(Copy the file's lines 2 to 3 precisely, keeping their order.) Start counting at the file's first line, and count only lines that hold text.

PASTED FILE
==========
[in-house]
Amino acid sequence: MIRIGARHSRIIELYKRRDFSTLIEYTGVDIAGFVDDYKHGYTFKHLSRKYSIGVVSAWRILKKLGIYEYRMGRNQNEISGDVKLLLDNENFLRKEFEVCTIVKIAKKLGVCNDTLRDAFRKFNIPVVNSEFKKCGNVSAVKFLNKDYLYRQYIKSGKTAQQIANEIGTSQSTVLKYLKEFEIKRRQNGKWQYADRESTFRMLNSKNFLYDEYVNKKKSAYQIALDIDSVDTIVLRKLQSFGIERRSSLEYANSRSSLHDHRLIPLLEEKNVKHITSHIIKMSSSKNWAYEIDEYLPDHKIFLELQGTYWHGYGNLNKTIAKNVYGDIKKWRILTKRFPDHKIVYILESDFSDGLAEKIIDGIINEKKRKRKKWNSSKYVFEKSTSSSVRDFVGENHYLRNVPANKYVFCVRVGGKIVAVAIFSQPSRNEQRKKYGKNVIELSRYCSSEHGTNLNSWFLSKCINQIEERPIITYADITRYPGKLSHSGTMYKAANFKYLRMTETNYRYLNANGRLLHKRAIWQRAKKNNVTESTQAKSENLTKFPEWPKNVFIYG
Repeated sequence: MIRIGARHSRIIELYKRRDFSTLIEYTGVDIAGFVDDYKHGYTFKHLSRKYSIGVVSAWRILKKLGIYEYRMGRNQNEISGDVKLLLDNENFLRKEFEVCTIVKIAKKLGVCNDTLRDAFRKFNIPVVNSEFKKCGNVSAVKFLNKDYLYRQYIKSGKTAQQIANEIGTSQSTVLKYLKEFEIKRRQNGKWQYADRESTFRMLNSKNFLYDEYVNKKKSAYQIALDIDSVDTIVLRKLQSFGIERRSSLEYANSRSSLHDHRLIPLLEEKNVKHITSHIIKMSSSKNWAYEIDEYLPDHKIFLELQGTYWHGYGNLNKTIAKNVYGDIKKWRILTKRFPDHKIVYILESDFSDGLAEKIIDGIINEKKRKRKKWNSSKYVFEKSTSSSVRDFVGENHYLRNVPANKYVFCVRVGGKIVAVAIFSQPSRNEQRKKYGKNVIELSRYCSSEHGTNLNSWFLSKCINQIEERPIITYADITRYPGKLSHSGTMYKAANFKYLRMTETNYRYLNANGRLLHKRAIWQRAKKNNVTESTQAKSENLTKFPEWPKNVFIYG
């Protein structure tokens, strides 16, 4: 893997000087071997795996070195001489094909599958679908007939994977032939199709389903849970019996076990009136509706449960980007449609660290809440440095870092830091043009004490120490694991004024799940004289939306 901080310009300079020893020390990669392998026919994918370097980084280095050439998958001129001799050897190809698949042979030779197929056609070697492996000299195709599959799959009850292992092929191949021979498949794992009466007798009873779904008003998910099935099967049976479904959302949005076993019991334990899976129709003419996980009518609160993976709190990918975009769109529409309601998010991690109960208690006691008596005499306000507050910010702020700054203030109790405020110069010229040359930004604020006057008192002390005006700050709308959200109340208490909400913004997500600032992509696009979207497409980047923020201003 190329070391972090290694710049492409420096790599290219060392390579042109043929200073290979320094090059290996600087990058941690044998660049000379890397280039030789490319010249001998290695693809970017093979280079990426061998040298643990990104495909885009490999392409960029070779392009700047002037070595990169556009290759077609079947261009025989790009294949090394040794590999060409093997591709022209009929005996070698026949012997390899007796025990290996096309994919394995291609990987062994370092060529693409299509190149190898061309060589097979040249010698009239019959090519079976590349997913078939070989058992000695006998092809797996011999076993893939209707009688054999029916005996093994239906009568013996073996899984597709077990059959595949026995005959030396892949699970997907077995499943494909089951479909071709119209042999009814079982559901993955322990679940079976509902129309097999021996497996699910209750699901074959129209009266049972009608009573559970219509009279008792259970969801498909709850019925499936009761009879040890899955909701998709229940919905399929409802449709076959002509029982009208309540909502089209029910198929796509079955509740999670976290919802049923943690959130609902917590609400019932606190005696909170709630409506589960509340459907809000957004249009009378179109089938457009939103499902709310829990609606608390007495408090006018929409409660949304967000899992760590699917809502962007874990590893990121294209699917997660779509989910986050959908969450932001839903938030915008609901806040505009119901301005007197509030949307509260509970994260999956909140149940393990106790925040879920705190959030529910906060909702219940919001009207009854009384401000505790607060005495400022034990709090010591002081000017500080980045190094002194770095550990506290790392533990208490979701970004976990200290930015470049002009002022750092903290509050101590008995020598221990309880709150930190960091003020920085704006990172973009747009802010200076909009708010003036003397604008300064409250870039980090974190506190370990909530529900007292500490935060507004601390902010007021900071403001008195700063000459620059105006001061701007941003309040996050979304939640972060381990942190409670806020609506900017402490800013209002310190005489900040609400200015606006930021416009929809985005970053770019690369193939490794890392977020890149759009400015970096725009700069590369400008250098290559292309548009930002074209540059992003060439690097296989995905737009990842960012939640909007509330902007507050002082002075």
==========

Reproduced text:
Amino acid sequence: MIRIGARHSRIIELYKRRDFSTLIEYTGVDIAGFVDDYKHGYTFKHLSRKYSIGVVSAWRILKKLGIYEYRMGRNQNEISGDVKLLLDNENFLRKEFEVCTIVKIAKKLGVCNDTLRDAFRKFNIPVVNSEFKKCGNVSAVKFLNKDYLYRQYIKSGKTAQQIANEIGTSQSTVLKYLKEFEIKRRQNGKWQYADRESTFRMLNSKNFLYDEYVNKKKSAYQIALDIDSVDTIVLRKLQSFGIERRSSLEYANSRSSLHDHRLIPLLEEKNVKHITSHIIKMSSSKNWAYEIDEYLPDHKIFLELQGTYWHGYGNLNKTIAKNVYGDIKKWRILTKRFPDHKIVYILESDFSDGLAEKIIDGIINEKKRKRKKWNSSKYVFEKSTSSSVRDFVGENHYLRNVPANKYVFCVRVGGKIVAVAIFSQPSRNEQRKKYGKNVIELSRYCSSEHGTNLNSWFLSKCINQIEERPIITYADITRYPGKLSHSGTMYKAANFKYLRMTETNYRYLNANGRLLHKRAIWQRAKKNNVTESTQAKSENLTKFPEWPKNVFIYG
Repeated sequence: MIRIGARHSRIIELYKRRDFSTLIEYTGVDIAGFVDDYKHGYTFKHLSRKYSIGVVSAWRILKKLGIYEYRMGRNQNEISGDVKLLLDNENFLRKEFEVCTIVKIAKKLGVCNDTLRDAFRKFNIPVVNSEFKKCGNVSAVKFLNKDYLYRQYIKSGKTAQQIANEIGTSQSTVLKYLKEFEIKRRQNGKWQYADRESTFRMLNSKNFLYDEYVNKKKSAYQIALDIDSVDTIVLRKLQSFGIERRSSLEYANSRSSLHDHRLIPLLEEKNVKHITSHIIKMSSSKNWAYEIDEYLPDHKIFLELQGTYWHGYGNLNKTIAKNVYGDIKKWRILTKRFPDHKIVYILESDFSDGLAEKIIDGIINEKKRKRKKWNSSKYVFEKSTSSSVRDFVGENHYLRNVPANKYVFCVRVGGKIVAVAIFSQPSRNEQRKKYGKNVIELSRYCSSEHGTNLNSWFLSKCINQIEERPIITYADITRYPGKLSHSGTMYKAANFKYLRMTETNYRYLNANGRLLHKRAIWQRAKKNNVTESTQAKSENLTKFPEWPKNVFIYG